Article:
CUMBERLAND – Mayor Jeff Mutter says he’ll need every last hour available to him leading up to a midnight deadline next Monday, May 8, to finalize a 2023-2024 budget.
The first payment on a voter-approved school bond is $3.1 million in interest alone, Mutter told The Breeze, but he’s not just resigning himself to the idea that the town will go to the full allowable 4 percent tax increase.
The Town Council, at an April 26 meeting, approved the unsynchronized tax levy for 2022-2023 (Cumberland has a unique system of setting rates at the end of the fiscal year). The “balloon” essentially stayed the same on the total amount of revenue to be collected, but the town’s revaluation shifted more of the burden to different people, he said.
Under state law, communities aren’t allowed to increase revenues using revaluations, but must “equalize” tax rates downward to make up the difference in increased tax values on homes.
The new residential rate approved last week is $11.62 per $1,000 of assessed value on residential real estate, meaning someone with a $300,000 home would pay $3,486 in annual taxes.
The tax levy overall went up by about 3 percent, on target for what officials were estimating last year. The new rate is down $3.37 from the current rate of $14.99, but that $14.99 would have risen to $15.43 without a revaluation and based on last year’s budget projections.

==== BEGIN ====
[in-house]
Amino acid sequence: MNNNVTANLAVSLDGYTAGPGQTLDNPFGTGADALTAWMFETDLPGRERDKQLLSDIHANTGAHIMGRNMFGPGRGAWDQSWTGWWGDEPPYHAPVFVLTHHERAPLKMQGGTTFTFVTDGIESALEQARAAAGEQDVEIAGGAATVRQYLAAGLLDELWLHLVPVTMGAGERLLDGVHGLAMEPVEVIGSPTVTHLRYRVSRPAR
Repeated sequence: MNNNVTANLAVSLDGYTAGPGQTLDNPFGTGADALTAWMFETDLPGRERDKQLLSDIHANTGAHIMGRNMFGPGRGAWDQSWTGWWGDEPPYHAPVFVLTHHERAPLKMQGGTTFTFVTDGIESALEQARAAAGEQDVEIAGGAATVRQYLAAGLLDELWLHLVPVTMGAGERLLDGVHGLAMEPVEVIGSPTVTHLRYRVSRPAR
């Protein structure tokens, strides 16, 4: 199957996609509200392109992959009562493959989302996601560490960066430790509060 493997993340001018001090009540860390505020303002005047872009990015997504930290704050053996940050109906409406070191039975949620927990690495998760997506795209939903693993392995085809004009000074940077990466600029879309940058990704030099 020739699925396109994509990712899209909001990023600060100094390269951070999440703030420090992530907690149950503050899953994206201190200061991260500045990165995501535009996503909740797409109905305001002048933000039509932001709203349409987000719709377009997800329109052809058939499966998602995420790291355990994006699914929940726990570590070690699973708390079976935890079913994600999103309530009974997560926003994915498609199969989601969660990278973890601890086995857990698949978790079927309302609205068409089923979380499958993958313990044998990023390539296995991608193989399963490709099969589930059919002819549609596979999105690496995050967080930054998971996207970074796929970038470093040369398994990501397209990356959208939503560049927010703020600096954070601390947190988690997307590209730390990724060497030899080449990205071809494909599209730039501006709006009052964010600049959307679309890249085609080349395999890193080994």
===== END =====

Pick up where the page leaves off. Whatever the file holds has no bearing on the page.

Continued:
“If you kept that at $15.43, I think you’d have to leave town,” Mutter half-joked with the council last week.
An important point in this year’s budget process is that the town is moving away from using general fund surplus money to fill the budget from $3.43 million in 2018 to a proposed zero today.
Mutter told The Breeze that there are some options available to him as he prepares the next budget, which like the one just finalized won’t see rates set until next spring, but it’s a very challenging task ahead.
The school bond payment problem is one that officials also have to plan around for next year, added the mayor, with another significant payment due, then there will be some relief after that.
Mutter is proposing setting the tax collection rate for the first quarter at 49.5 percent, an important factor in the budget process. If the town hits 49.5 percent and everything else holds true, $700,000 of a $2.38 million revenue stabilization fund will be used.
Other funds available to buffer uncertainty from the collection rate and non-reoccurring expenses include $350,000 in a revaluation fund, $385,375 in an open space fund, $50,000 currently tabbed for investments in improving ADA accessibility around town, $1 million in debt service, and the $12 million fund balance, or town savings.
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